This is a magisterial narrative of the most turbulent decade in Anglo-Irish history: a decade of unleashed passions that came close to destroying the parliamentary system and to causing civil war in the United Kingdom.
It was also the decade of the cataclysmic Great War, of an officers' mutiny in an elite cavalry regiment of the British Army and of Irish armed rebellion. It was a time, argues Ronan Fanning, when violence and the threat of violence trumped democratic politics.
This is a contentious view. Historians have wished to see the events of that decade as an aberration, as an eruption of irrational bloodletting. And they have have been reluctant to write about the triumph of physical force. Fanning argues that in fact violence worked, however much this offends our contemporary moral instincts. Without resistance from the Ulster Unionists and its very real threat of violence the state of Northern Ireland would never have come into being. The Home Rule party of constitutionalist nationalists failed, and were pushed aside by the revolutionary nationalists Sinn Fein.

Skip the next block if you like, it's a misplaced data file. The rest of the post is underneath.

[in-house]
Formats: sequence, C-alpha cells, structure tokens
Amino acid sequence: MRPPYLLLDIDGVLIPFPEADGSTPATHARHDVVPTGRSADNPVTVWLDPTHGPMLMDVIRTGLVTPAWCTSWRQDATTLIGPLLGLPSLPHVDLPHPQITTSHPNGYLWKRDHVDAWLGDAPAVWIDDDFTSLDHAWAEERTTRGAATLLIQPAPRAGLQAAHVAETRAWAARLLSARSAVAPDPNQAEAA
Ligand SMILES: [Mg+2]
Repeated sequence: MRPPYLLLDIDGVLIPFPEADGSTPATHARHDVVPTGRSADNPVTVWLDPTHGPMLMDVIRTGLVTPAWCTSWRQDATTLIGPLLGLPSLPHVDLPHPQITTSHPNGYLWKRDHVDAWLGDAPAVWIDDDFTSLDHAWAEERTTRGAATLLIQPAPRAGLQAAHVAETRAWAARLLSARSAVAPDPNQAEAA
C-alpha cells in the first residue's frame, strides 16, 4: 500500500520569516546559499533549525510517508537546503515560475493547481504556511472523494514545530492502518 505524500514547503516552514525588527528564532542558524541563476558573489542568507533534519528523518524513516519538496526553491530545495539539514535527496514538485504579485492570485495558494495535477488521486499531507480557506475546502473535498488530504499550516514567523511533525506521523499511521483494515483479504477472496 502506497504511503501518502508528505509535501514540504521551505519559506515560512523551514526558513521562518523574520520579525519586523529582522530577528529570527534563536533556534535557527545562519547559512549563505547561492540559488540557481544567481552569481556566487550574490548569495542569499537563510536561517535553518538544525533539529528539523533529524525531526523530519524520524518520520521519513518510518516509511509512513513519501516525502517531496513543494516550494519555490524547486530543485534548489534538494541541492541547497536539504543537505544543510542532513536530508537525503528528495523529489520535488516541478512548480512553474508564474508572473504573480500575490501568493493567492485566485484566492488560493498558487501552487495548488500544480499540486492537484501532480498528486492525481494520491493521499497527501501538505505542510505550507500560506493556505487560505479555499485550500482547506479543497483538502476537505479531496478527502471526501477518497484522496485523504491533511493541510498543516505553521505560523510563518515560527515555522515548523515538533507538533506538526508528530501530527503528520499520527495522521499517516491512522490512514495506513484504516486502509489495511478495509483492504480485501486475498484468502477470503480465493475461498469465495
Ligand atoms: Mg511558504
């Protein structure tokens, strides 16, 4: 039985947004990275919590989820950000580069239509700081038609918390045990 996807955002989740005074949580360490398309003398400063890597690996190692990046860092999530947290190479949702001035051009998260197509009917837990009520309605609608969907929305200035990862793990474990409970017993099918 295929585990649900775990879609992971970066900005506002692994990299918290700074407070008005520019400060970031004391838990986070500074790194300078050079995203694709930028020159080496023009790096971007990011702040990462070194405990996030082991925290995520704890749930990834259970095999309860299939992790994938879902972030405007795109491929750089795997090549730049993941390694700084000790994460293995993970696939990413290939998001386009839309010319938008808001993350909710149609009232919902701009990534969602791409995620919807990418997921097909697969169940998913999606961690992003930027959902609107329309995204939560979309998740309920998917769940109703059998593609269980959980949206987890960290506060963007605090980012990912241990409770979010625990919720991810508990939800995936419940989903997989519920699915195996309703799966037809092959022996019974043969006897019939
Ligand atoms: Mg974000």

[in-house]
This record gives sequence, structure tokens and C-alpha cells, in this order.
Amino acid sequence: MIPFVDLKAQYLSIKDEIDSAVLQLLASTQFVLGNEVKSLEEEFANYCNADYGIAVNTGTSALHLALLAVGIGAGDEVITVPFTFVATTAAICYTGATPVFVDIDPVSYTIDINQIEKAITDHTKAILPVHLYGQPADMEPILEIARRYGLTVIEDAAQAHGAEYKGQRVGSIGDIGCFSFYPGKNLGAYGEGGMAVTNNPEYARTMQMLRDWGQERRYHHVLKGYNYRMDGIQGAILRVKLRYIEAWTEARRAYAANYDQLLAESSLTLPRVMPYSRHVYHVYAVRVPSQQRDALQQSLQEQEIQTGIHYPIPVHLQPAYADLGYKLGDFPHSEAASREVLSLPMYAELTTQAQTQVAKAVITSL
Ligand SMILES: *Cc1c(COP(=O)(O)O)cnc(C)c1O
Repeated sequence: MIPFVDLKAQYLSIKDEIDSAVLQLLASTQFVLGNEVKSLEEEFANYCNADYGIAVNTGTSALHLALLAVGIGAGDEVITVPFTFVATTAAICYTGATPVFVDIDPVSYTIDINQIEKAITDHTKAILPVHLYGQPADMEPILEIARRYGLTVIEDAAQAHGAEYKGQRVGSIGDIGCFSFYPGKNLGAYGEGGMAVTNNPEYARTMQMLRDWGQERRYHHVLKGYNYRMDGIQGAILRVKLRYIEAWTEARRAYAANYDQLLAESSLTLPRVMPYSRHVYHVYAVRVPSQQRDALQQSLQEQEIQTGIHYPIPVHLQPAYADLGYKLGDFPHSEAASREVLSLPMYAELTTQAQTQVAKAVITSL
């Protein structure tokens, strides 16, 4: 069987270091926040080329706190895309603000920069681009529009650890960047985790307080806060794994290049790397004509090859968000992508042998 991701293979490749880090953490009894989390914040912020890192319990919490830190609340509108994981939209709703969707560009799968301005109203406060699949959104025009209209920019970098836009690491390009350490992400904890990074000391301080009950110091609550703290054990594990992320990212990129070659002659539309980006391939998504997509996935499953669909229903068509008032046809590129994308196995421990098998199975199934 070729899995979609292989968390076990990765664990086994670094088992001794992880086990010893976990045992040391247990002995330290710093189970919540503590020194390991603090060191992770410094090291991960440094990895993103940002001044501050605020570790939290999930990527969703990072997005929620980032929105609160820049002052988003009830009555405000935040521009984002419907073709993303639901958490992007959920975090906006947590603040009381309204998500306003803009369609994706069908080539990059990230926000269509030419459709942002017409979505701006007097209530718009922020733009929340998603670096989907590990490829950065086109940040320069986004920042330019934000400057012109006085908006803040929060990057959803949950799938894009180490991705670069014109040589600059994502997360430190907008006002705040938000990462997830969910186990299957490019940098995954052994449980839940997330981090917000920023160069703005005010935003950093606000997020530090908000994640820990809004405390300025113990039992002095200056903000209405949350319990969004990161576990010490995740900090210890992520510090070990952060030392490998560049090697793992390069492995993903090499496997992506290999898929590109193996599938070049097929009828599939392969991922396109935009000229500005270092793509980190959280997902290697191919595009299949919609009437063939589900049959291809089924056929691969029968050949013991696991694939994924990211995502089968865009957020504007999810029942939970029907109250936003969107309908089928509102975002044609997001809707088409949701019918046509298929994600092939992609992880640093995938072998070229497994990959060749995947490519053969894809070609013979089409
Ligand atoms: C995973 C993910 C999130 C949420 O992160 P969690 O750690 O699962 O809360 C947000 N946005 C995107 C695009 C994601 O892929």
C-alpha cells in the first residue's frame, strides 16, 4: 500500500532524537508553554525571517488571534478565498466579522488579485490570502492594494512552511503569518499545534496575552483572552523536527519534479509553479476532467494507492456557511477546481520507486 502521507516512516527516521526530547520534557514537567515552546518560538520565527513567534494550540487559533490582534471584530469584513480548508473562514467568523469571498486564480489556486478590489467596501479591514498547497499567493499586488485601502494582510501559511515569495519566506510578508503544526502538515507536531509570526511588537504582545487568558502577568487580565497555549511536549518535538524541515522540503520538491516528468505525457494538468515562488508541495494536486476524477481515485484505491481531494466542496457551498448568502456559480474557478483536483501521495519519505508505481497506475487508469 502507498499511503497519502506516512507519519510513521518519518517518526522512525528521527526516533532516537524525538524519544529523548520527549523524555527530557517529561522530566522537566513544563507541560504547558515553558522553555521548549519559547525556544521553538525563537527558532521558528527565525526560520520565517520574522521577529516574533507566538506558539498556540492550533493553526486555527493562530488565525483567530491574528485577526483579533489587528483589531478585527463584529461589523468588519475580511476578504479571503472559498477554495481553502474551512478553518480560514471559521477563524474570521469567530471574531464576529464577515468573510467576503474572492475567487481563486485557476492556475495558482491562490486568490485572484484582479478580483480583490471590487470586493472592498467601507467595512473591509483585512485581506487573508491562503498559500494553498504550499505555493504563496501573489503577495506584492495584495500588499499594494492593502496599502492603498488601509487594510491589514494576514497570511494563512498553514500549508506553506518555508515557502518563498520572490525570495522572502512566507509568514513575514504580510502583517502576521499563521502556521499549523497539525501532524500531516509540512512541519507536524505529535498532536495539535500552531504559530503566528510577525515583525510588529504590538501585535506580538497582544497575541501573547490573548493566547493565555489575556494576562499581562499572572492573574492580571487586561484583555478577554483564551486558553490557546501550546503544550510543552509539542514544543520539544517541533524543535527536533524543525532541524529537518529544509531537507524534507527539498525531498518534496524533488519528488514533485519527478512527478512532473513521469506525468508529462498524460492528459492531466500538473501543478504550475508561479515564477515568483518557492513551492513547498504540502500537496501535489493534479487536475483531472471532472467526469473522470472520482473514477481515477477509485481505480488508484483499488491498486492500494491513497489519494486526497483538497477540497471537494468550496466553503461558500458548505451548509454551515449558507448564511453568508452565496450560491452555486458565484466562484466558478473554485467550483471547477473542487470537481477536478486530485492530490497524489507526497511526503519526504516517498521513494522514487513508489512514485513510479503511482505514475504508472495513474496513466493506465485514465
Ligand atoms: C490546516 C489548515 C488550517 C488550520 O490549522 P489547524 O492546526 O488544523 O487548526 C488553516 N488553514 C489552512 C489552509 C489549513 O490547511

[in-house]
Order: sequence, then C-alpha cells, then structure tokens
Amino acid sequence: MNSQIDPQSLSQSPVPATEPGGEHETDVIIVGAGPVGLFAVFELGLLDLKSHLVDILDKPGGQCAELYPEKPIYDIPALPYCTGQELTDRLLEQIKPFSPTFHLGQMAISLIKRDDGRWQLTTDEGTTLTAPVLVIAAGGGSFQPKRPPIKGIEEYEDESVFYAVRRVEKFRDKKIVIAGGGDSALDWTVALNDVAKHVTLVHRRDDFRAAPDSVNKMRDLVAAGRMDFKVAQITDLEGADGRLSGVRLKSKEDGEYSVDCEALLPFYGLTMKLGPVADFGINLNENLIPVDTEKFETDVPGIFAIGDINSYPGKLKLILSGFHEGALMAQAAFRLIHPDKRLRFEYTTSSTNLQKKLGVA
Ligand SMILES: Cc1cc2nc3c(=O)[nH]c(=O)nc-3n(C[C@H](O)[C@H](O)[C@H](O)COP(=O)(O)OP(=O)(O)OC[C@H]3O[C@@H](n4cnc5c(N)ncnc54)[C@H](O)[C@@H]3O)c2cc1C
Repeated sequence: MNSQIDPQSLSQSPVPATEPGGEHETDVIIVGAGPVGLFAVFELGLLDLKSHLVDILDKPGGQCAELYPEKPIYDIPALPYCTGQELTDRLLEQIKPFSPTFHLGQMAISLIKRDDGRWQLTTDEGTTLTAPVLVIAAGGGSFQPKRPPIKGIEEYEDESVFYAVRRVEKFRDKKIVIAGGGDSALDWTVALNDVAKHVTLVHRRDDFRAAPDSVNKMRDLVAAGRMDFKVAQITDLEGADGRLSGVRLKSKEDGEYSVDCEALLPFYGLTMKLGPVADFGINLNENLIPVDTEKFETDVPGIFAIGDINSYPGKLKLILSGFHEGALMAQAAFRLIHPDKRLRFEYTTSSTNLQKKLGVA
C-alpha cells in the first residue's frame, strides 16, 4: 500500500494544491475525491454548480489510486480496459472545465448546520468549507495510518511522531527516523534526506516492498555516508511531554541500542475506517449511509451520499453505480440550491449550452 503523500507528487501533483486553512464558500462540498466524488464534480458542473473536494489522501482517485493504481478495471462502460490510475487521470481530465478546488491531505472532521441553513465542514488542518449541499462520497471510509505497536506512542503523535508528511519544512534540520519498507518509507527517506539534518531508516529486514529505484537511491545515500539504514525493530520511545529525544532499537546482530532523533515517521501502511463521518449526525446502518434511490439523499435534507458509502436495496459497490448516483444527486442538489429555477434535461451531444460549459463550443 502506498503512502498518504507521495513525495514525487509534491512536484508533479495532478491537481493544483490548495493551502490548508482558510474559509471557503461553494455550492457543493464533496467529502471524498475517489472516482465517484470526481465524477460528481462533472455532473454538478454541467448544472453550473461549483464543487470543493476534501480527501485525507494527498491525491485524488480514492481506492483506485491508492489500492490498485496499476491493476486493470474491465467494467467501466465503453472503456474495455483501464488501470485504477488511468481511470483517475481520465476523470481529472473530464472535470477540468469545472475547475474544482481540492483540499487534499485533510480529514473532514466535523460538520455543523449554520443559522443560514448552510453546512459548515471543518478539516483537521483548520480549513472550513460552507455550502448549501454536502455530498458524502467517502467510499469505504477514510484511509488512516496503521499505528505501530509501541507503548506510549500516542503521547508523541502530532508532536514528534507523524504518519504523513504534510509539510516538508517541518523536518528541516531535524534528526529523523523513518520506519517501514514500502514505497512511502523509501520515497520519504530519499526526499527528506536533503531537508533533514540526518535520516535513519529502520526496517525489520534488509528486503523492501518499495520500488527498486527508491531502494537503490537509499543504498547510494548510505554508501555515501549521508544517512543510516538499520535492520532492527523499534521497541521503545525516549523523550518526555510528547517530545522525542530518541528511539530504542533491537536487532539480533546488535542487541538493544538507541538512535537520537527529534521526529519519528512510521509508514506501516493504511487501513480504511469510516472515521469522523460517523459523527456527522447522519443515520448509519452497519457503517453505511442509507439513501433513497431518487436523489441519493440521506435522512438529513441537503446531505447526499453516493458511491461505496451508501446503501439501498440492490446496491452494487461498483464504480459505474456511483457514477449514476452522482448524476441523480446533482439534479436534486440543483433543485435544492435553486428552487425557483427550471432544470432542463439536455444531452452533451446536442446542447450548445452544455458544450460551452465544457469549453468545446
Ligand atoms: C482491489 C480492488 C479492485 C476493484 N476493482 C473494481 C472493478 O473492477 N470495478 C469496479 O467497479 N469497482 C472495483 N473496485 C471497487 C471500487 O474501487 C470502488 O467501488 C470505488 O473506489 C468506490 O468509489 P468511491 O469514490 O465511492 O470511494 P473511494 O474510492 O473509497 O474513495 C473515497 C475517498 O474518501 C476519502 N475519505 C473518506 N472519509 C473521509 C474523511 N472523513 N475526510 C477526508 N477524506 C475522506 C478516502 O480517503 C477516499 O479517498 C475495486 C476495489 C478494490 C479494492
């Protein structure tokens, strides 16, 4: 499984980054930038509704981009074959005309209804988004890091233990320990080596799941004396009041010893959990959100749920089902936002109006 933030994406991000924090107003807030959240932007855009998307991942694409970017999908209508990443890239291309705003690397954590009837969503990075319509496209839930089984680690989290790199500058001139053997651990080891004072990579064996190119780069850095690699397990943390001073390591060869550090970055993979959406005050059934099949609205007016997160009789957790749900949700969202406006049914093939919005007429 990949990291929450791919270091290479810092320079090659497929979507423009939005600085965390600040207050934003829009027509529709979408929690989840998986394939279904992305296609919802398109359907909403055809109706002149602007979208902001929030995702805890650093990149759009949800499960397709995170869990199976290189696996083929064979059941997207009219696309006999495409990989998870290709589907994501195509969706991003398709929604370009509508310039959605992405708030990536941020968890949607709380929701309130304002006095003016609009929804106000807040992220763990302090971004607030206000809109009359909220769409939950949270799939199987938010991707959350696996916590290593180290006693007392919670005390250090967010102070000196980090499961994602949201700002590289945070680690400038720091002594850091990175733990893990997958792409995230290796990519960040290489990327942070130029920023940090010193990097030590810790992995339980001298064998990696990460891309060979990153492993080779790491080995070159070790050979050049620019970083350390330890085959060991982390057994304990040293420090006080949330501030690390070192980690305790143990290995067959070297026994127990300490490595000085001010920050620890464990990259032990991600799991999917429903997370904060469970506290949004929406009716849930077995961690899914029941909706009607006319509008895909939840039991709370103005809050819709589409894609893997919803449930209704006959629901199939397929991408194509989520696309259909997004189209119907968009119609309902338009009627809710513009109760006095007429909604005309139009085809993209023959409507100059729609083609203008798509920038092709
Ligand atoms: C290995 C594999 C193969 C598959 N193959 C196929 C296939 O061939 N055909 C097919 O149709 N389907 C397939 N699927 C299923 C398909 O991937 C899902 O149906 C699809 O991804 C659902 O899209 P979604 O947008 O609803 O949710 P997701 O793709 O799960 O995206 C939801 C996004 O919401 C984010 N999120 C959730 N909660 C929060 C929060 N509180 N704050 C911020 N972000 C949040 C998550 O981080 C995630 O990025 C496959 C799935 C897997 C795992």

Bleakly realistic, ruthlessly analytical of the vacillation and indecision displayed by democratic politicians at Westminster faced with such revolutionary intransigence, Fatal Path is history as it was, not as we would wish it to be.